“It’s important to ensure that both sides of every story are told, otherwise the truth cannot prevail and history must always be about truth,” he said. “I want every student to understand the history of Canada and all of its people in as wide a breadth and from as many perspectives as possible. I want them to understand that history is about questioning things; Canada has some remarkable traits and has done a great deal of good things, but in some areas they haven’t done as well. If you want to be a Canadian you need to know its history; you need to know the good and the bad.”
Former Archbishop Romero and Xavier High School student, 19 year old Amanda Phillips, is upgrading her Grade 12 biology, math and chemistry marks and plans to attend NAIT next year; she has aspirations of becoming an X-ray Technician. She joined CHC in September and chose Aboriginal Studies over Social Studies because “I wanted to learn more about my culture, my people and our relationship with Canada. As a Métis person I was raised by my mom and never really had the opportunity to get to know my dad’s side of the family. As I’ve grown to adulthood I’ve become more interested in my Native heritage and this course is really helping me to understand my Aboriginal roots.
“I just recently learned about the Papaschase Nation and the people that were pushed out of Edmonton and never received compensation; it’s a sad part of our history but it’s one that I want to know more about. I’m part of the Dakota First Nation in Manitoba; that’s where my dad is from, and though I don’t really know any of my relatives because I haven’t met them, one day I would really like to.”
Phillips said she finds the Aboriginal Studies Program at CHC to be “educational, enlightening and very interesting,” and credits the teaching staff for their ongoing dialogue and willingness to answer any and all questions that come their way.
“This is a very good school where the teachers go out of their way to make sure you understand everything you need to know to get the most out of the program.”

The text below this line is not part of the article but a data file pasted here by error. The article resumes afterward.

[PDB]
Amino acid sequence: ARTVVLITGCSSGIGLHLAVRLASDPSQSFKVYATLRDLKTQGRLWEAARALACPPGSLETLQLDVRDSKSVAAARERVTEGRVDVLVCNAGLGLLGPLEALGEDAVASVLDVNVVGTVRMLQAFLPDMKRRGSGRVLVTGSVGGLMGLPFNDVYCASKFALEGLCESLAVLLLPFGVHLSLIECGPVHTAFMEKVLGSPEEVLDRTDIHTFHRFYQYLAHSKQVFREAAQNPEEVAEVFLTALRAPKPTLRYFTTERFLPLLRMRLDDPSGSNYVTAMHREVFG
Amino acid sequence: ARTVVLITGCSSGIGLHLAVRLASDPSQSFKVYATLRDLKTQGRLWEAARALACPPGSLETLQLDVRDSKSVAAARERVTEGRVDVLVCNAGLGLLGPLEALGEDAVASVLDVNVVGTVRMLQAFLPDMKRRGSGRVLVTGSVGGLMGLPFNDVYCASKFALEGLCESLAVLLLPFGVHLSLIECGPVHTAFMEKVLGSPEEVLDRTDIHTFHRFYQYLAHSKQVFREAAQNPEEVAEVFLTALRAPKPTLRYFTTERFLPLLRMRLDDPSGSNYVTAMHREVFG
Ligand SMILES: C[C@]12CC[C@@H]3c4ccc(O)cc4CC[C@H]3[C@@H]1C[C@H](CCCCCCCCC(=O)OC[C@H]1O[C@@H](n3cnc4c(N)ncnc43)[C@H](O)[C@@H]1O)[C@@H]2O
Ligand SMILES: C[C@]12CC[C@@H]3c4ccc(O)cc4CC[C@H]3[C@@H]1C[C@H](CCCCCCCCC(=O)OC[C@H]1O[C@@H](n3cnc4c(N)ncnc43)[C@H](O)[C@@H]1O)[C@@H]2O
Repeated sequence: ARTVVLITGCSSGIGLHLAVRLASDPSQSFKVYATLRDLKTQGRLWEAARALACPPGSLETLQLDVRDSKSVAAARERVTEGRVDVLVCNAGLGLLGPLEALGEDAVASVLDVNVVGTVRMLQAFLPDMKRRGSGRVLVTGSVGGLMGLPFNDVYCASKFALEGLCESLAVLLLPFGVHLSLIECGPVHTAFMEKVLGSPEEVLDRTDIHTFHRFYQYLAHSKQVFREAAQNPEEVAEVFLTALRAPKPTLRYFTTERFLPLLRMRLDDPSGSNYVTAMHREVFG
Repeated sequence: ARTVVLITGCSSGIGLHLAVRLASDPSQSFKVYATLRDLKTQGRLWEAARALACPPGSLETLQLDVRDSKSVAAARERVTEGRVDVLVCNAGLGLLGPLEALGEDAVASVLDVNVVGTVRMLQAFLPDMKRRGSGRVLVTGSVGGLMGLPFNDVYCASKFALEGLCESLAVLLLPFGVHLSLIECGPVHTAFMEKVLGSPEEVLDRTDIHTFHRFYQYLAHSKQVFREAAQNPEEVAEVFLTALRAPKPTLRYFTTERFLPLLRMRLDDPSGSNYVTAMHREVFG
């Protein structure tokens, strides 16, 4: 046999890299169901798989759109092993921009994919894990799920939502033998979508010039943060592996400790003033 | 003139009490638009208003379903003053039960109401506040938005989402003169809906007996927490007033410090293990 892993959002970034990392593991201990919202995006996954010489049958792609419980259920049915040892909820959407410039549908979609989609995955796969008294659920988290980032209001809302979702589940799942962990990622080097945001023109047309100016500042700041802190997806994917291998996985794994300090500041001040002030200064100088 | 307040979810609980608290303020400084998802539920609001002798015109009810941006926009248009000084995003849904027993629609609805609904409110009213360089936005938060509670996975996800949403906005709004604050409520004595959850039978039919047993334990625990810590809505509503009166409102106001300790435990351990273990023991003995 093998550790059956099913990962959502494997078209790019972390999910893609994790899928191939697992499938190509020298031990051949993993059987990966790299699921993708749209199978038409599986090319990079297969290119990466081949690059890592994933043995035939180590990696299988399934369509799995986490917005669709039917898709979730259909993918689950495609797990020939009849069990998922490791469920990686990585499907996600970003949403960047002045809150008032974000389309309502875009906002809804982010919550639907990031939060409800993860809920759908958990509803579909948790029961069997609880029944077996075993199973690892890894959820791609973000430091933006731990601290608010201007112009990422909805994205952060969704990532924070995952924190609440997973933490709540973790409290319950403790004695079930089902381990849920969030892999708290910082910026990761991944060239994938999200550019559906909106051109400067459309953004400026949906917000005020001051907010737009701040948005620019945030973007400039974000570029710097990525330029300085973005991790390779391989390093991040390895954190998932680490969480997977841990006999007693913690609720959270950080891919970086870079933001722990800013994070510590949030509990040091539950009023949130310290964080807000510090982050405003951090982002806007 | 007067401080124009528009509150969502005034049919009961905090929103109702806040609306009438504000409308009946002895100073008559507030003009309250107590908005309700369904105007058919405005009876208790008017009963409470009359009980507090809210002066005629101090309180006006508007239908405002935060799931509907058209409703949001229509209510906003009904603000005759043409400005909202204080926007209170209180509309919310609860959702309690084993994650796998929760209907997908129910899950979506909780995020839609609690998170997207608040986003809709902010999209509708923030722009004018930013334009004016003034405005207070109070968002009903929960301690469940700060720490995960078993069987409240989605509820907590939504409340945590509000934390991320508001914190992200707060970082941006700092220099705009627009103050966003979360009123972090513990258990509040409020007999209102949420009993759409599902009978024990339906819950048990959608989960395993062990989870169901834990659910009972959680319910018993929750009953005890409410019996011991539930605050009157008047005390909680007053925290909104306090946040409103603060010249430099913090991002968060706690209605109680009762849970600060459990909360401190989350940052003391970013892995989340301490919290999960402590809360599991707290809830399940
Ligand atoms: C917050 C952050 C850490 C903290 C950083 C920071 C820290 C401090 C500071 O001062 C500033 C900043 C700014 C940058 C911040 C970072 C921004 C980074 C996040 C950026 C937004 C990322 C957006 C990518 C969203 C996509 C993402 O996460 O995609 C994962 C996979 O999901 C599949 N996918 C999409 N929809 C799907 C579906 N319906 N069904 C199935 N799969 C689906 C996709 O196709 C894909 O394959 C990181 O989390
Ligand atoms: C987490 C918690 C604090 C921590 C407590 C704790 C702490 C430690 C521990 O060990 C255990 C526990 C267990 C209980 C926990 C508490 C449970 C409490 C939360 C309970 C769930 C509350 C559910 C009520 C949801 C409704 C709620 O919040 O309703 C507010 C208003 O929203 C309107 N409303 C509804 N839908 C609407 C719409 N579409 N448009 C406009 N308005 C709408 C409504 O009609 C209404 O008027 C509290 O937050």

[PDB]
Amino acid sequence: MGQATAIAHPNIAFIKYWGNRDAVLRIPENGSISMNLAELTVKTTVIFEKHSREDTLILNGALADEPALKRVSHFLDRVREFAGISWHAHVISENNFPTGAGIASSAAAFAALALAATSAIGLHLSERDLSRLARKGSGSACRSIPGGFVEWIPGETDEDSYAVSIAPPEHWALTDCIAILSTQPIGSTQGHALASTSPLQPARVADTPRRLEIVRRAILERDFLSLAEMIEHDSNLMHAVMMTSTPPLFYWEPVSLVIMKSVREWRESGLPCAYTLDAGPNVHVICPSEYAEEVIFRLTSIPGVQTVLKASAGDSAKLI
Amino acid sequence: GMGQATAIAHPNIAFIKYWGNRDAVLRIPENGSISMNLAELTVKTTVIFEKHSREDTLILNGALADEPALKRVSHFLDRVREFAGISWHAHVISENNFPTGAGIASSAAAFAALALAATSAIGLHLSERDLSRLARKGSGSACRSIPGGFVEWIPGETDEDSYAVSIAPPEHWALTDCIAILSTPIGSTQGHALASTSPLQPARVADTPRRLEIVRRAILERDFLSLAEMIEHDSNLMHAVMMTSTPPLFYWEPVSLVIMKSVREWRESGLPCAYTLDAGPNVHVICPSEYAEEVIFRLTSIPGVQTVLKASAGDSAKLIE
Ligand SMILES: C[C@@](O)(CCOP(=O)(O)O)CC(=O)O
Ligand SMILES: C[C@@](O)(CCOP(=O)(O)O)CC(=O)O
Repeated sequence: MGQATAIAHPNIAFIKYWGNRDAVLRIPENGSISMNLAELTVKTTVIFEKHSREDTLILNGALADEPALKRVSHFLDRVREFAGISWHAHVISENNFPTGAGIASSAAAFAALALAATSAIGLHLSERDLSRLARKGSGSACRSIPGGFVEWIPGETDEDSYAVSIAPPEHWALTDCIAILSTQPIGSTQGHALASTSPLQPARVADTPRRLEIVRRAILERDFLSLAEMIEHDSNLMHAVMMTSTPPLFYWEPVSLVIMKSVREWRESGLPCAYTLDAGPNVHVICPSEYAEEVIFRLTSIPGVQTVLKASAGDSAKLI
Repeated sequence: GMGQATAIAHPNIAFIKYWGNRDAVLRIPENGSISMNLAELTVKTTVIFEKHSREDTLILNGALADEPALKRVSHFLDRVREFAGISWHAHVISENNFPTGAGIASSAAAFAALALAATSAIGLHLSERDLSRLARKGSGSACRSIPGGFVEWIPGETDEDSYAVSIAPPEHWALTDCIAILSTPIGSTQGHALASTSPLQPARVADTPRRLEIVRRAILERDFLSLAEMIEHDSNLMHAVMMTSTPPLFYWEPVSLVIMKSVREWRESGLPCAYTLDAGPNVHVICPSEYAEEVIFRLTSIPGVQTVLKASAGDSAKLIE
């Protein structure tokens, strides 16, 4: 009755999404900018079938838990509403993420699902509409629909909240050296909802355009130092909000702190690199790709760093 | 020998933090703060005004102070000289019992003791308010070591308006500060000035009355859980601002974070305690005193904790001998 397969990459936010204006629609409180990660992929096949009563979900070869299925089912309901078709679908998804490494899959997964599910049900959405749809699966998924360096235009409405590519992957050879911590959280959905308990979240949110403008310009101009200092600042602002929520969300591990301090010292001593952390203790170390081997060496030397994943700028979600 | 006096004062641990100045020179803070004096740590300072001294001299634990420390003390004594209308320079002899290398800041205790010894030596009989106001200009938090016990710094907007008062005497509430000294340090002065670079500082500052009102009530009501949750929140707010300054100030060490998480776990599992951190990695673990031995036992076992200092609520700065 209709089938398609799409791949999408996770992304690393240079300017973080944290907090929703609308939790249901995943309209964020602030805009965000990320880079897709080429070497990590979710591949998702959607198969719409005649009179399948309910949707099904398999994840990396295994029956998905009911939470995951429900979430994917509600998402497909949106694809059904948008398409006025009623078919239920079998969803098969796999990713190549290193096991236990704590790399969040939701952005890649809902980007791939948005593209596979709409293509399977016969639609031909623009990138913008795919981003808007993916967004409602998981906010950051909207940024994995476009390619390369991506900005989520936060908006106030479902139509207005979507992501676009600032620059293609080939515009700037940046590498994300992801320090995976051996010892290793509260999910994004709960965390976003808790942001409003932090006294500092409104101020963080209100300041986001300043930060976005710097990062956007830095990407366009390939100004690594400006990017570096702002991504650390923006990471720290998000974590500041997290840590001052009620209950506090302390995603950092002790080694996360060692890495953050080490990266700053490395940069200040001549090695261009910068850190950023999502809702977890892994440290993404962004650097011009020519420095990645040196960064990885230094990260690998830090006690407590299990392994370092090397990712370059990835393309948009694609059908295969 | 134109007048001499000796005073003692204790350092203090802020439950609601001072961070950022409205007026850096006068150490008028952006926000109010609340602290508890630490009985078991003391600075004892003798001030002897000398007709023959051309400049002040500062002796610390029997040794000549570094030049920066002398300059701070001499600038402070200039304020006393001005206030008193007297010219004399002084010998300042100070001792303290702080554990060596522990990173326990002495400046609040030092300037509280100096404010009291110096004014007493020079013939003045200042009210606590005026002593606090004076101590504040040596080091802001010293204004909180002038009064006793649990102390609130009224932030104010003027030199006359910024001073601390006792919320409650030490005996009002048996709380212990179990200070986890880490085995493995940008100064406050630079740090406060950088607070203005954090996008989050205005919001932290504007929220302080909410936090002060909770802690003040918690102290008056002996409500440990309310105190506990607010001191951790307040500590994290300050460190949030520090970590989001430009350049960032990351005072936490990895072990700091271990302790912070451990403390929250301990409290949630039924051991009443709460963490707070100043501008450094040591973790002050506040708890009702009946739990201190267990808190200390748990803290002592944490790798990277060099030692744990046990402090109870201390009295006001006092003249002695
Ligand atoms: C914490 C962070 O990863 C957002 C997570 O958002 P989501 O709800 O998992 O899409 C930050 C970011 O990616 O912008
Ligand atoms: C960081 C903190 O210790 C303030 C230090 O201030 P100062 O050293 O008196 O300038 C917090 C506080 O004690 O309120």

Eighteen year old Tania Ymbi has also been attending CHC since September. A former high school student at St. Joseph’s, Ymbi attended school in three different provinces before coming to Alberta. Born in Montreal, Tania’s background is Nigerian and Haitian. She loves the Aboriginal Studies Program, and she’s no stranger to it.
“I also took Aboriginal Studies 10 and 20 in Grades 11 and 12; it is a much more interesting course than Social Studies and it seems to be a bit more realistic in terms of the experiences faced by Aboriginal citizens in Canada. In those earlier Aboriginal Studies programs everything was delivered in a book; the program here is so very different and there’s a lot of extra help when you need it and the interaction is ongoing and very educational. There are also field trips and other outings coming up and that’s something I haven’t been on before so I’m looking forward to that aspect of learning.”
For Ymbi, Aboriginal Studies is relatively new.
“Yes, even though I’ve taken the earlier programs there is so much to learn, so much to know. I love this subject because it gives you the opportunity to learn about another culture and that is something that will probably be valuable as I prepare to enter Concordia College to pursue my Bachelor of Arts in Philosophy and Political Science.”
Since entering the program at CHC Ymbi says her knowledge has grown and her understanding of Aboriginal peoples has expanded.
“Interaction and communication are key to continued growth and the atmosphere here is conducive to good learning. I have come to have a real appreciation for the Indigenous peoples of Canada and I owe most of it to this program and the teachers who deliver it.”